Temperance. - There are many of them that do not make use of intoxicants, and others will if they can be had.
Morality. - Very good, although some few cases of bigamy.
Characteristics. - They are developing gradually, an improvement being noticeable in the partial adoption of the customs of the country and in the increased reverence shown for the laws.
Individual Progress. - Mitchell Benedict resides on Cornwall Island; age about eighty years; is one of the most prosperous farmers on the island. He occupies about one hundred and thirty-five acres - under cultivation about seventy acres, the rest under second growth timber and pasturage. House, size, 24 x 36; kitchen attached, 24 x 18; also clapboarded and painted. Storehouse, 30 x 24; two corn cribs, 18 x 12; horse barn, 36 x 24; barn, 30 x 40; cow stable attached, 40 x 12. Cattle, twenty-eight head; horses, four. Buildings, land, etc., all in very fair condition.
Louis Benedict, son of Mitchell Benedict, teacher of the Protestant school, Cornwall Island, occupies about fifty acres of land in good condition. House, 22 x 18; kitchen attached, 15 x 20; horse barn, 16 x 24; barn, 30 x 40 all in good condition. He has seven head of cattle and four horses.
Mitchell Jacob, ex-chief, occupies about forty acres of land on Cornwall Island, about half under cultivation, the remainder under second growth timber and pasture. House, 30 x 20; kitchen attached, 20 x 16; barn and stable, 56 x 30. Cattle, eleven head; horses, three. This Indian manufactures about forty-five dozen lacrosse sticks during the year, which sell at $10 a dozen; he also makes about $250 from the sale of baskets made by his family.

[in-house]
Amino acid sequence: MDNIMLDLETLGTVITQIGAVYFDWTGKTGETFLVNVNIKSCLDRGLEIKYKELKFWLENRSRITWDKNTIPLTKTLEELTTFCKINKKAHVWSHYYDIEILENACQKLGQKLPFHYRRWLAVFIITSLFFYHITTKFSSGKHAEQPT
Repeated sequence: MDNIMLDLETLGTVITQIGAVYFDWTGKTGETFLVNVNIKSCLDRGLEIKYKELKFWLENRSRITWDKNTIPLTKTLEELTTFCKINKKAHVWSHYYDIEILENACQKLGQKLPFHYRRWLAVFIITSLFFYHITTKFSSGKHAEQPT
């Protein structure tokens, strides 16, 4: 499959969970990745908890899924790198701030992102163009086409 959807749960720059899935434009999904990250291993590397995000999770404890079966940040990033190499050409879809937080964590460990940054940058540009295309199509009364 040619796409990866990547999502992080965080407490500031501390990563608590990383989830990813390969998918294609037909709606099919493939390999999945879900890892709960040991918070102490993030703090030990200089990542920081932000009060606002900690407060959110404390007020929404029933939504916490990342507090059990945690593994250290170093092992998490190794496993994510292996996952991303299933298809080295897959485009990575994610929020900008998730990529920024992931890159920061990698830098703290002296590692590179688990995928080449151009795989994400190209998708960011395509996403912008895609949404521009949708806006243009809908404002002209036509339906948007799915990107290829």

SIR, - I have the honour to forward my annual report and tabular statement for the year ended 30th June, 1896.
I have but little change to report as to the condition of the Indians on this reserve.
Vital Statistics. - There have been seven deaths and the same number of births during the year, although there is an increase of twenty-two, this owing merely to the return to the reserve of Indians who formerly belonged to this band, they having been living away from the reserve until now.
General Progress. - In regard to living, these Indians are doing very well, although considering their opportunities they might have done better still. They appear to be more inclined to improve their little clearances. The department having supplied them with new seed oats, pease and timothy, also farming implements, gave them great encouragement to work at their farms. They had very fair crops last fall, especially potatoes.
I have not seen an intoxicated Indian this summer so far.
The fur-hunting of the Indians is becoming less every year.
Education. - The children are attending school very fairly and are making good progress. The number attending school is forty-nine, daily average attendance twenty-seven.